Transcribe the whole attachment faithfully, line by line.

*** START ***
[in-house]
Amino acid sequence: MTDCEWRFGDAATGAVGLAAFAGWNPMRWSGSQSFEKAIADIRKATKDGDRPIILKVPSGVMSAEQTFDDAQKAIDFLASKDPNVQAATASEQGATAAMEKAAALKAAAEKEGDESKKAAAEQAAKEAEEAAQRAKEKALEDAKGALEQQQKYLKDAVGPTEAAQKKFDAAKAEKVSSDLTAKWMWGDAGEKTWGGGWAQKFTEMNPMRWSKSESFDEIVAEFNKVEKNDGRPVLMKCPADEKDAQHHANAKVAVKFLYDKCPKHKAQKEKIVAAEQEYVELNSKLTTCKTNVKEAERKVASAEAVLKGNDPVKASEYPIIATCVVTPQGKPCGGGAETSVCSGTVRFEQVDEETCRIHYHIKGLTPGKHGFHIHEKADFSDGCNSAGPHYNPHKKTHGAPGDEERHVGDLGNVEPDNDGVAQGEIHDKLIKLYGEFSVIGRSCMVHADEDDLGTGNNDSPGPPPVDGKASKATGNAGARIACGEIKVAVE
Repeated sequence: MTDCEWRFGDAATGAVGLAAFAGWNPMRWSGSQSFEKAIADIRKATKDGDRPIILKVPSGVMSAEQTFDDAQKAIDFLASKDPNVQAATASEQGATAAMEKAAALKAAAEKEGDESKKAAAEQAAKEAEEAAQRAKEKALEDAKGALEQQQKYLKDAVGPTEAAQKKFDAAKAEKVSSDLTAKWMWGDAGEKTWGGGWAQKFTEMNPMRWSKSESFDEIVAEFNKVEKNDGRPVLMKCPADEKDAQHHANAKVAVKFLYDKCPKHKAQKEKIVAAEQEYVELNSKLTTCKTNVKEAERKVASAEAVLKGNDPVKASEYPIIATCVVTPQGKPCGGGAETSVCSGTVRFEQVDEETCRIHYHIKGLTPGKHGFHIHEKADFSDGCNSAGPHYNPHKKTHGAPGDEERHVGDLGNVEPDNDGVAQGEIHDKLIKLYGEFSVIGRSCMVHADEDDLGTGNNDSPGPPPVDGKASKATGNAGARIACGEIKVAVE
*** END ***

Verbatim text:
[in-house]
Amino acid sequence: MTDCEWRFGDAATGAVGLAAFAGWNPMRWSGSQSFEKAIADIRKATKDGDRPIILKVPSGVMSAEQTFDDAQKAIDFLASKDPNVQAATASEQGATAAMEKAAALKAAAEKEGDESKKAAAEQAAKEAEEAAQRAKEKALEDAKGALEQQQKYLKDAVGPTEAAQKKFDAAKAEKVSSDLTAKWMWGDAGEKTWGGGWAQKFTEMNPMRWSKSESFDEIVAEFNKVEKNDGRPVLMKCPADEKDAQHHANAKVAVKFLYDKCPKHKAQKEKIVAAEQEYVELNSKLTTCKTNVKEAERKVASAEAVLKGNDPVKASEYPIIATCVVTPQGKPCGGGAETSVCSGTVRFEQVDEETCRIHYHIKGLTPGKHGFHIHEKADFSDGCNSAGPHYNPHKKTHGAPGDEERHVGDLGNVEPDNDGVAQGEIHDKLIKLYGEFSVIGRSCMVHADEDDLGTGNNDSPGPPPVDGKASKATGNAGARIACGEIKVAVE
Repeated sequence: MTDCEWRFGDAATGAVGLAAFAGWNPMRWSGSQSFEKAIADIRKATKDGDRPIILKVPSGVMSAEQTFDDAQKAIDFLASKDPNVQAATASEQGATAAMEKAAALKAAAEKEGDESKKAAAEQAAKEAEEAAQRAKEKALEDAKGALEQQQKYLKDAVGPTEAAQKKFDAAKAEKVSSDLTAKWMWGDAGEKTWGGGWAQKFTEMNPMRWSKSESFDEIVAEFNKVEKNDGRPVLMKCPADEKDAQHHANAKVAVKFLYDKCPKHKAQKEKIVAAEQEYVELNSKLTTCKTNVKEAERKVASAEAVLKGNDPVKASEYPIIATCVVTPQGKPCGGGAETSVCSGTVRFEQVDEETCRIHYHIKGLTPGKHGFHIHEKADFSDGCNSAGPHYNPHKKTHGAPGDEERHVGDLGNVEPDNDGVAQGEIHDKLIKLYGEFSVIGRSCMVHADEDDLGTGNNDSPGPPPVDGKASKATGNAGARIACGEIKVAVE